Plus, I have posted these here before:
Mendenhall, G.E. (1958) ”The Census lists of Numbers 1 and 26 JBL 77, 52-66.
''Such a number would have, indeed, caused Egypt's Pharaoh consternation, for not only would there have been very little room for them in Egypt, but a group of this size could likely have taken over Egypt with or without weapons they would hardly have to fear Pharaoh’s army, which was probably at most about 20,000 men'' (64-65).
And, of course, there's the study done by A Lucas in The Palestine Exploration Quarterly 76, in which he uses early 20th century population growth for Egypt and applies it to the group that entered Egypt fpr a period of 430 years and gets a population estimate for the Hebrew Exodus group of just over 10 000, which is far more sensible but still has no evidence to support it.

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Brian
Member (Idle past 5068 days)
Posts: 4659
From: Scotland
Joined: 10-22-2002


Message 185 of 230 (513584)
06-30-2009 6:13 AM
Reply to: Message 184 by Perdition
06-29-2009 4:43 PM


Re: Cain's been a naughty boy
Either she was an unmentioned sister, she was from a tribe that wasn't created by God, or God made more people than just Adam and Eve. What are the other possibilities from the story as written?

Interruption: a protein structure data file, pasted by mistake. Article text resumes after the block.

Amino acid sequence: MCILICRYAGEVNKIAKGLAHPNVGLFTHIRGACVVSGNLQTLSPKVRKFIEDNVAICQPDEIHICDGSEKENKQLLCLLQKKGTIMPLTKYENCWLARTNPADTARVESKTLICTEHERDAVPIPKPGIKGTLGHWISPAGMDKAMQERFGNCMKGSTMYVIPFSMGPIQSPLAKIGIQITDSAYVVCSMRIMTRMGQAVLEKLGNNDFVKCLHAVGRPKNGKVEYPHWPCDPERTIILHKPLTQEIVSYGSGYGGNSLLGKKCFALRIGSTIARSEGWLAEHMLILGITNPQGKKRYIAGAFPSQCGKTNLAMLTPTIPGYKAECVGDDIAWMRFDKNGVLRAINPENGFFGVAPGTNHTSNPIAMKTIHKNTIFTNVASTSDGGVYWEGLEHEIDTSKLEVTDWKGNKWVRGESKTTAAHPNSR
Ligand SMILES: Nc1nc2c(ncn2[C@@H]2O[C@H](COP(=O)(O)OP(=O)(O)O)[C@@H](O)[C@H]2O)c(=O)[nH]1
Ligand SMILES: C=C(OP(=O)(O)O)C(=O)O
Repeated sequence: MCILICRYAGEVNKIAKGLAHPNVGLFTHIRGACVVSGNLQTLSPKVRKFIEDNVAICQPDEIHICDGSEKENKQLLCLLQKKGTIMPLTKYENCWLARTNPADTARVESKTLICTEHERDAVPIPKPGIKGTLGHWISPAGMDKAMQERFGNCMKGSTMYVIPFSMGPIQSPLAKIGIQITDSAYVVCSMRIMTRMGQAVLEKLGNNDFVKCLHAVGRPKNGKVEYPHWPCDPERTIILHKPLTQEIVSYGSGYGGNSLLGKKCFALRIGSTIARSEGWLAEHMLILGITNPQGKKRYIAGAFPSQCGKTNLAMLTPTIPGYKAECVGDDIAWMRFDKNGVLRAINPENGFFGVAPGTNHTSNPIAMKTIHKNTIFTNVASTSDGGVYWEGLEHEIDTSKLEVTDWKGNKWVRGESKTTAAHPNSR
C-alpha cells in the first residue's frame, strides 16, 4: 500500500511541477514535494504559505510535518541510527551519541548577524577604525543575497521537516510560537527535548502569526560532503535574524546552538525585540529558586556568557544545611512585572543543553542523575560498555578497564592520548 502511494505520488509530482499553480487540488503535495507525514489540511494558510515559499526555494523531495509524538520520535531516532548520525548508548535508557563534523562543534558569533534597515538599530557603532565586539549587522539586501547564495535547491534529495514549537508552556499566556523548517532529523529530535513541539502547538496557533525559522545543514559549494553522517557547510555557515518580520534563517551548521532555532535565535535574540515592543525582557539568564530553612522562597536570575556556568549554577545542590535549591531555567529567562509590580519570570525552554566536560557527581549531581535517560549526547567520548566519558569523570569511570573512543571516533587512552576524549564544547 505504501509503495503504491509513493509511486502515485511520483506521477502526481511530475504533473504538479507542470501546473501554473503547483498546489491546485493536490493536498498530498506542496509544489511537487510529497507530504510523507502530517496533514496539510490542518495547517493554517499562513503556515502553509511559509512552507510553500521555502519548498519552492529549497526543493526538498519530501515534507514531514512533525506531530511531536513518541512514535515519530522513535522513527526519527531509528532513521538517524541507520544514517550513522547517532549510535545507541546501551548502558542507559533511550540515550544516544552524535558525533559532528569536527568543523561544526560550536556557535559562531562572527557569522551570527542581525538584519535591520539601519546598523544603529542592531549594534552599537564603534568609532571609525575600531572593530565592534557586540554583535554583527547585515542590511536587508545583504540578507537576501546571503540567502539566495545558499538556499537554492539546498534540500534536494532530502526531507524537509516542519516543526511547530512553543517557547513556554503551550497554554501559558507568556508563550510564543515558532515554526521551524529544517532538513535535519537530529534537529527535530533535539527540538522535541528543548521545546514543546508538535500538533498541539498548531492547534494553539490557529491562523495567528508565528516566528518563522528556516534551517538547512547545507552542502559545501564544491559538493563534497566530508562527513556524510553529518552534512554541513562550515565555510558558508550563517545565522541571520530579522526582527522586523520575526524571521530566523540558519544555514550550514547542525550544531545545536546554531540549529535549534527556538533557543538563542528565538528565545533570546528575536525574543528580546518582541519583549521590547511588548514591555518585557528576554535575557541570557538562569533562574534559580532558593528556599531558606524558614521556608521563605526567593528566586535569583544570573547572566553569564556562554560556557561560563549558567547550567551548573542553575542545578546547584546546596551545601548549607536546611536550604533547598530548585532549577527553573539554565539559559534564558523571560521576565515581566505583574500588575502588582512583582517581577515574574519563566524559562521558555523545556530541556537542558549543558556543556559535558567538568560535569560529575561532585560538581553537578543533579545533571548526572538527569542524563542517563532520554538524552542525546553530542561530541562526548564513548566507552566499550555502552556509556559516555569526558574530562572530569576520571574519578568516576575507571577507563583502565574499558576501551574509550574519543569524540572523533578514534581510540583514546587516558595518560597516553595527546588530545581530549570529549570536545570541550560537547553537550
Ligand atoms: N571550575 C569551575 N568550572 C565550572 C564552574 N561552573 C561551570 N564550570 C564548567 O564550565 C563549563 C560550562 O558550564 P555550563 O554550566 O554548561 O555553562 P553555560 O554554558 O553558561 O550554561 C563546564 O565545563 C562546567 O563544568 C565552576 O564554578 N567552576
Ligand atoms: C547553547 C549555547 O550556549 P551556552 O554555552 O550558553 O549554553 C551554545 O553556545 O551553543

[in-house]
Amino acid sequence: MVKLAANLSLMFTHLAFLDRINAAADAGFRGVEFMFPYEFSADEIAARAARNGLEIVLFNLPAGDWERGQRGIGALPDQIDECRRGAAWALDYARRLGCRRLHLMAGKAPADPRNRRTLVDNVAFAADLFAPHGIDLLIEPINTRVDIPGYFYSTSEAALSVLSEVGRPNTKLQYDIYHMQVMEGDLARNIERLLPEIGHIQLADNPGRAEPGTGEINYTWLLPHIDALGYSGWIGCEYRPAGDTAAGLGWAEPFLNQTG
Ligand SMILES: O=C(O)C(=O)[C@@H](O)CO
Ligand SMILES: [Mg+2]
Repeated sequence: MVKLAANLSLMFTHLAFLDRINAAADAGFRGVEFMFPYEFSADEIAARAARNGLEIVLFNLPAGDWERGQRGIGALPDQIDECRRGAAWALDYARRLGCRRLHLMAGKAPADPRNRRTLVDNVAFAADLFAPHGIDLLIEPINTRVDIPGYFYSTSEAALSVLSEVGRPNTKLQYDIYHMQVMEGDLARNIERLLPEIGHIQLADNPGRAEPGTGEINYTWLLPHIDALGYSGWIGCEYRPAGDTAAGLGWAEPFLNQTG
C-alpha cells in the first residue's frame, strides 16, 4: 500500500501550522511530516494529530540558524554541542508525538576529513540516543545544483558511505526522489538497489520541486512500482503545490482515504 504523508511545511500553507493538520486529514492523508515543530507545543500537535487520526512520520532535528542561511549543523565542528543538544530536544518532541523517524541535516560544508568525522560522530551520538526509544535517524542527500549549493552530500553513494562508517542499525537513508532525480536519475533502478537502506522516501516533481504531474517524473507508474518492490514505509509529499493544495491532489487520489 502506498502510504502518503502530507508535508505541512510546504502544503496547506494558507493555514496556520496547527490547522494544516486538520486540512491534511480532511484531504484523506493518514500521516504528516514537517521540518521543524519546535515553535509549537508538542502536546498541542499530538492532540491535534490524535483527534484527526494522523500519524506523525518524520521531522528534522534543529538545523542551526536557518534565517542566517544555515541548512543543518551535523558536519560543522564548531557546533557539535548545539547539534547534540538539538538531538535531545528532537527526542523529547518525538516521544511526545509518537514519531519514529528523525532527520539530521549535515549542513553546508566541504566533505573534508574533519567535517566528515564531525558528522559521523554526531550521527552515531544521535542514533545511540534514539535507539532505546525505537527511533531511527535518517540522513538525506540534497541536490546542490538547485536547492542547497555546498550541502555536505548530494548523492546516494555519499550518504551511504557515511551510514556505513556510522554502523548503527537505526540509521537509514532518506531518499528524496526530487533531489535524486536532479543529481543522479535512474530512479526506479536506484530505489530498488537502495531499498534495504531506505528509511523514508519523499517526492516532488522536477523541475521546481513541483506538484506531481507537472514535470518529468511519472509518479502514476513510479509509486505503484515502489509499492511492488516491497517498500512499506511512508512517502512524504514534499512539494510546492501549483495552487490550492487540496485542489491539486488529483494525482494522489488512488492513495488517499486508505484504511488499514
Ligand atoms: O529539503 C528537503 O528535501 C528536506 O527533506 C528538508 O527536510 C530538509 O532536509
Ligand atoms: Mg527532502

An unmentioned niece?

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 Message 184 by Perdition, posted 06-29-2009 4:43 PM Perdition has replied

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Brian
Member (Idle past 5068 days)
Posts: 4659
From: Scotland
Joined: 10-22-2002


Message 195 of 230 (513892)
07-02-2009 11:12 AM
Reply to: Message 194 by greentwiga
07-02-2009 10:57 AM


Gen. 2.5
Hi Twiga,
I'm not sure we can harmonise these two creation myths, if you are saying there existed a pool of people that Adam was chosen out of and placed in the garden then it may contradict Genesis 2:5
and no shrub of the field had yet appeared on the earth and no plant of the field had yet sprung up, for the LORD God had not sent rain on the earth and there was no man to work the ground
This does suggest that Adam was the first man created.
But, I don't think we can harmonise the two different accounts of creation given in Genesis.
Remember that these ancient philosophers were not writing for a critical audience, and were only inventing a story to explain the unknown.
Genesis 2:5 claims that there were no shrubs or plants had yet appeared on the Earth yet in Genesis 1:11-13 we have:
Then God said, "Let the land produce vegetation: seed-bearing plants and trees on the land that bear fruit with seed in it, according to their various kinds." And it was so. The land produced vegetation: plants bearing seed according to their kinds and trees bearing fruit with seed in it according to their kinds. And God saw that it was good. And there was evening, and there was morningthe third day.
So there's lots of plant life in Genesis 1, yet none in Genesis 2, and in Genesis 2 it suggests that Adam was created before plants, so this doesn't jive at all with Genesis 1.